It seems that the famed Sengoku-era lord Uesugi Kenshin never married anybody in his life because he was a devout Buddhist. This seems highly unusual, considering Japanese Buddhists at that time seem to lead lives no different than any normal person, i.e. they can freely marry and produce offsprings and even continue family lineage etc. Can his behaviors be considered extremely rare? Are there any other example of such people? Or did I get the wrong idea and actually a lot of Buddists married at that time? And is it reasonable to suppose that Uesugi Kenshin also maintained celibacy, or was his behavior only limited to refraining from formal marriage.
A lot of Buddhists got married in the Sengoku era- and in fact, quite a few daimyo were, like Kenshin, lay monks. Takeda Shingen and Otomo Sorin prior to his conversion to Christianity were two such lay monks, and they were both married and had children. And then, the leader of the Honganji sect, who was always a Buddhist monk, was also an inherited position- meaning, yes, the monks of Honganji were marrying and having children.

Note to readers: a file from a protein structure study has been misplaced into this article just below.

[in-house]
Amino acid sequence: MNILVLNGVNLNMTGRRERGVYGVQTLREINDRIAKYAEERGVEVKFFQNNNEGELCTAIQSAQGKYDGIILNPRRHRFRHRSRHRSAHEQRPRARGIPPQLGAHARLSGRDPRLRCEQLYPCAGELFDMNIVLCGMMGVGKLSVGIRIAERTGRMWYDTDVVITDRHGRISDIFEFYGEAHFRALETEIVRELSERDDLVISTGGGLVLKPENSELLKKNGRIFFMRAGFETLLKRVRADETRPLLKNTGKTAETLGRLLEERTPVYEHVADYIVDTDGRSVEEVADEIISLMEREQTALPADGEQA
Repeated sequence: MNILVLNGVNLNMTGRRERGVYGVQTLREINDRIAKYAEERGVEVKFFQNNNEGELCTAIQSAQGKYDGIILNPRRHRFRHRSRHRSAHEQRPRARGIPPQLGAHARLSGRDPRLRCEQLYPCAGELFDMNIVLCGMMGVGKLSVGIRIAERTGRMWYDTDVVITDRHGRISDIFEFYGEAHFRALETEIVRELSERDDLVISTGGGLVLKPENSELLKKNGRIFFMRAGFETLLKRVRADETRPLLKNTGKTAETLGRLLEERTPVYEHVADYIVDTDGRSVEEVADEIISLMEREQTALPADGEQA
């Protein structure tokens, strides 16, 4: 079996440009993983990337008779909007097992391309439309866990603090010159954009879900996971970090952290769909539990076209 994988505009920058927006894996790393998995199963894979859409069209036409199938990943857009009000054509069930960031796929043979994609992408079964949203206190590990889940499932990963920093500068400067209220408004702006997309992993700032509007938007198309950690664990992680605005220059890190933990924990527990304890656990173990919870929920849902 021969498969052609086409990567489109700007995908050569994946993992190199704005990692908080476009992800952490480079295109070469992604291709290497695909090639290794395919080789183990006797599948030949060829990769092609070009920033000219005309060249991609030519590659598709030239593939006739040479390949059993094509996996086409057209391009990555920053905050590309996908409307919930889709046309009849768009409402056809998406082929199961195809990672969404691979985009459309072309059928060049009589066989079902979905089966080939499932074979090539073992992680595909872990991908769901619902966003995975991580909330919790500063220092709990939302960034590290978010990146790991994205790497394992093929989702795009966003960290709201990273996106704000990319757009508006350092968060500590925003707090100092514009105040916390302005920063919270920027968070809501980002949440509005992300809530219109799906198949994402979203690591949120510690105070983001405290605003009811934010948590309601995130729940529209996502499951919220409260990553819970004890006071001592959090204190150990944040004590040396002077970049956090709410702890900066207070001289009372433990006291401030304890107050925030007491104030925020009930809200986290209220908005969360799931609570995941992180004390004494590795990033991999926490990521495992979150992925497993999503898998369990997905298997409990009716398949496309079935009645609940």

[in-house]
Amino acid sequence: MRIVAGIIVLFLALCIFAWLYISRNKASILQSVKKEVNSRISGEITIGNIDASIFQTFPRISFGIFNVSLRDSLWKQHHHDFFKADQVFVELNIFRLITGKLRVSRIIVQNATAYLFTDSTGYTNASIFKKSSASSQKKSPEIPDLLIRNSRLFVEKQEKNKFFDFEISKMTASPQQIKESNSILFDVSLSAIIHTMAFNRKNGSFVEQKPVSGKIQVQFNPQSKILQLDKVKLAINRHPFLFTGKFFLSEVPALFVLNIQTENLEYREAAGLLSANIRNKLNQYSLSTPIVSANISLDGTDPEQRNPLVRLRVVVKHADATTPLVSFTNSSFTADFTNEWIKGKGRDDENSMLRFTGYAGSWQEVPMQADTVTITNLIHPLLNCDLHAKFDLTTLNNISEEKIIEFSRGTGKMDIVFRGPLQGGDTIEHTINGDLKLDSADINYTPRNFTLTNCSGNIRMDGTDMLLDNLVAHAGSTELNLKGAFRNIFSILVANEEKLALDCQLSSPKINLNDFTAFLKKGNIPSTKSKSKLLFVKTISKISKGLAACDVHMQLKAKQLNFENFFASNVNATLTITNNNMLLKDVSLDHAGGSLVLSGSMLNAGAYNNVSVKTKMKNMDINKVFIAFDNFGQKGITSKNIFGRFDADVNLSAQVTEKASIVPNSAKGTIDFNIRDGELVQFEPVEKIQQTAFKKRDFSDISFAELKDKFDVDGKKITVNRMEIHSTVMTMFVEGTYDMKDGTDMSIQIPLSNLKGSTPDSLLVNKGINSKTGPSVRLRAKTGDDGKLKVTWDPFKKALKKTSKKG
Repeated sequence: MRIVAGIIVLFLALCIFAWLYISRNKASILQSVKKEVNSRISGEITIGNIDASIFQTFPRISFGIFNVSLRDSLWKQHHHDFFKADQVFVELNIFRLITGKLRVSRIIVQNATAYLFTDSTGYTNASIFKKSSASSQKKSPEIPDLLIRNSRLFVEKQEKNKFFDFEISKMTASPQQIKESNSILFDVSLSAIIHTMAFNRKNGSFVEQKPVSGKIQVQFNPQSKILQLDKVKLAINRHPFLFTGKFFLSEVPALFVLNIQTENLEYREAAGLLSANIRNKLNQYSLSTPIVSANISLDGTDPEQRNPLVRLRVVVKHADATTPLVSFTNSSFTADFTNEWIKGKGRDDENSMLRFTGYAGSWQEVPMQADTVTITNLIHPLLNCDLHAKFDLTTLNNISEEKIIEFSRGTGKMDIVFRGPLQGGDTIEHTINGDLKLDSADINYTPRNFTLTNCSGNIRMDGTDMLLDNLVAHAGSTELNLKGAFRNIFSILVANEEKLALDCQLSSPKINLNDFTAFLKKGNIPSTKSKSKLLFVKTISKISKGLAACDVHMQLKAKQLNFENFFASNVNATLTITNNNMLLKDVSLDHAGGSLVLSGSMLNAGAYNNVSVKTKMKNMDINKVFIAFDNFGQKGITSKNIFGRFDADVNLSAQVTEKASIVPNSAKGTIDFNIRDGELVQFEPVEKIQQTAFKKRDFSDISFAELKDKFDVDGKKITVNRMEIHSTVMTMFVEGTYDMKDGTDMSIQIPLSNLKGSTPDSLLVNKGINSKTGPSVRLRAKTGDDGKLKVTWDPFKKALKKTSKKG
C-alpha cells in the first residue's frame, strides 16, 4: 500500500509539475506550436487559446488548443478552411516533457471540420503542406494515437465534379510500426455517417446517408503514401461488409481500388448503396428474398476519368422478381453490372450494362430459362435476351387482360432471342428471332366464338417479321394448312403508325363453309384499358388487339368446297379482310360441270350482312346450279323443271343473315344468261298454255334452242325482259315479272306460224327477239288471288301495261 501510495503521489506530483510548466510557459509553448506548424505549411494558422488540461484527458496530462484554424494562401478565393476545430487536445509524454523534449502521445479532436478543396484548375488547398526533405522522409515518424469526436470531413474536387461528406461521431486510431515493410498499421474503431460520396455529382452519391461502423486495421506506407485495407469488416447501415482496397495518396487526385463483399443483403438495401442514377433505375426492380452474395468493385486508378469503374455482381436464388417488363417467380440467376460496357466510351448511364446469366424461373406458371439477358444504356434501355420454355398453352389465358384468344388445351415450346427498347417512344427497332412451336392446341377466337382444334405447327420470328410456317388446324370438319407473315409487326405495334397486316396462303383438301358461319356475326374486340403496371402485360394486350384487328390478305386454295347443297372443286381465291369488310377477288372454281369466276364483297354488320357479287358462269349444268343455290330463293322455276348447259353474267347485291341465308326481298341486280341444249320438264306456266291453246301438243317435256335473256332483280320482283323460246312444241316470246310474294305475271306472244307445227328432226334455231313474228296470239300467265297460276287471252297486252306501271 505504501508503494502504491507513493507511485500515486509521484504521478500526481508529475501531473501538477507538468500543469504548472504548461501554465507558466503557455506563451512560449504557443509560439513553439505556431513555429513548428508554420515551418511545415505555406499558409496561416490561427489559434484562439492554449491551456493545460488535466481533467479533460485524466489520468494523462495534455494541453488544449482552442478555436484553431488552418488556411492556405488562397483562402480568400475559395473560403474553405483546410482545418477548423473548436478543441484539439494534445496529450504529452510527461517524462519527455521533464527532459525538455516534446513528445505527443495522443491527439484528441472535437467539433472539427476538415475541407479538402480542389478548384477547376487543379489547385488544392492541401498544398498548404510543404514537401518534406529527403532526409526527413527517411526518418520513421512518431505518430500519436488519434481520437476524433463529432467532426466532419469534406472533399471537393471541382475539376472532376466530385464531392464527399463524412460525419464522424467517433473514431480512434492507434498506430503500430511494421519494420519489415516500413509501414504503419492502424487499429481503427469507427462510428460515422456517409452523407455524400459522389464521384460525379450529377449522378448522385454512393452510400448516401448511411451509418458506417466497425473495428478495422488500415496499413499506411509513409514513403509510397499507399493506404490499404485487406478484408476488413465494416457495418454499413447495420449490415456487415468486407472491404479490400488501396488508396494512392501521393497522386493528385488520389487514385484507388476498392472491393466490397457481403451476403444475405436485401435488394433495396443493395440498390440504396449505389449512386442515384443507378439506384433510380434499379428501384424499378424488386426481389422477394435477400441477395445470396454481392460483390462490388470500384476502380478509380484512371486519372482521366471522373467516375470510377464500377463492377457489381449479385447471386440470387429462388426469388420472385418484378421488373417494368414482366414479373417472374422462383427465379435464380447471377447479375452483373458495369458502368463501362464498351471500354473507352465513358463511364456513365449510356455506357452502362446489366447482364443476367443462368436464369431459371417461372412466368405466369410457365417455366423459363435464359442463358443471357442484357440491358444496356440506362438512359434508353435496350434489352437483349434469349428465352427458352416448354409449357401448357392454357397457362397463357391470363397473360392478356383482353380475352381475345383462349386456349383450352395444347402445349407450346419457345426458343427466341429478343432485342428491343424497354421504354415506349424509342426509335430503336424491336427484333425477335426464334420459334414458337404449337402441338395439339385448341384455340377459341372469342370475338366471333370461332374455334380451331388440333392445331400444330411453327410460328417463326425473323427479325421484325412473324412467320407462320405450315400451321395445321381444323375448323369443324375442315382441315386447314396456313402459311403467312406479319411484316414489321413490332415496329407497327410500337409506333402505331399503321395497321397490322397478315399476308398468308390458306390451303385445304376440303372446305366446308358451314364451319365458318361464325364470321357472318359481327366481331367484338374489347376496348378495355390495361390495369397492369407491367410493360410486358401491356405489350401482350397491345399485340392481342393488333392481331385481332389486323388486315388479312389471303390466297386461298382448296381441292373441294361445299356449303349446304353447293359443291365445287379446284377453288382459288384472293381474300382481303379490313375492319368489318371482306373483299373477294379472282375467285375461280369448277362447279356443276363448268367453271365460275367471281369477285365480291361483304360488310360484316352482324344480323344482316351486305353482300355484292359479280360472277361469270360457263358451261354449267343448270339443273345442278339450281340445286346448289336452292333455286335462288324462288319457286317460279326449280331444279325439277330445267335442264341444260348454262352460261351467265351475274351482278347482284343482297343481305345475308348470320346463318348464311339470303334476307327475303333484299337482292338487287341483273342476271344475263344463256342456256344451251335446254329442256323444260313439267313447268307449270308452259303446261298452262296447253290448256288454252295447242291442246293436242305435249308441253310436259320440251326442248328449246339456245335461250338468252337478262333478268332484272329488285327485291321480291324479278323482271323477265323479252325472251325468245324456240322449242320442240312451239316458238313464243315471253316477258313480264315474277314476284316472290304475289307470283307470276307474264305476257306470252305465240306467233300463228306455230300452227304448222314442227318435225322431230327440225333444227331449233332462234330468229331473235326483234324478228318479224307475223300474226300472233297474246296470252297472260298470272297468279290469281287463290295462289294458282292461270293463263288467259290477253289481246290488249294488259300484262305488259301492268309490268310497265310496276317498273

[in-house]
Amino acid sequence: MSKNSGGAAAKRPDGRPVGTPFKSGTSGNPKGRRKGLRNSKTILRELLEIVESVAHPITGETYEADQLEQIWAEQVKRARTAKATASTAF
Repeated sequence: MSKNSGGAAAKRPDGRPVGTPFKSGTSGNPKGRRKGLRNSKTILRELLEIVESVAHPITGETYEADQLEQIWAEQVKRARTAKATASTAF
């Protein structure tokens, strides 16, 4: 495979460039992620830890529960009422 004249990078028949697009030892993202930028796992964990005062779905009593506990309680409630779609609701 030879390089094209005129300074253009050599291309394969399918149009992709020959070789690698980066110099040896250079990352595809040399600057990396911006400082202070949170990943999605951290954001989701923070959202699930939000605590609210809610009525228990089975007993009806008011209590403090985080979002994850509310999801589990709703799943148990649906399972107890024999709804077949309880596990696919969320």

His lack of marriage lacks a known reason, as far as we know. There are lots of theories and rumors- ranging from, yes, that he was a "devout Buddhist" (unlikely as having a male biological heir was much more important than drinking, which Kenshin loved doing), to that he was asexual, to legends of his lack of marriage spawning from not wanting a love other than a woman he loved in his youth but could not marry for whatever reason, to very interesting rumors of Kenshin actually being a woman.
But all of those are just that- theories, and they don't really have much backing them up. So again, yeah, all we know is that Kenshin never married. We're not even sure if he was celibate, actually- just that he had no known wives or historically verifiable lovers.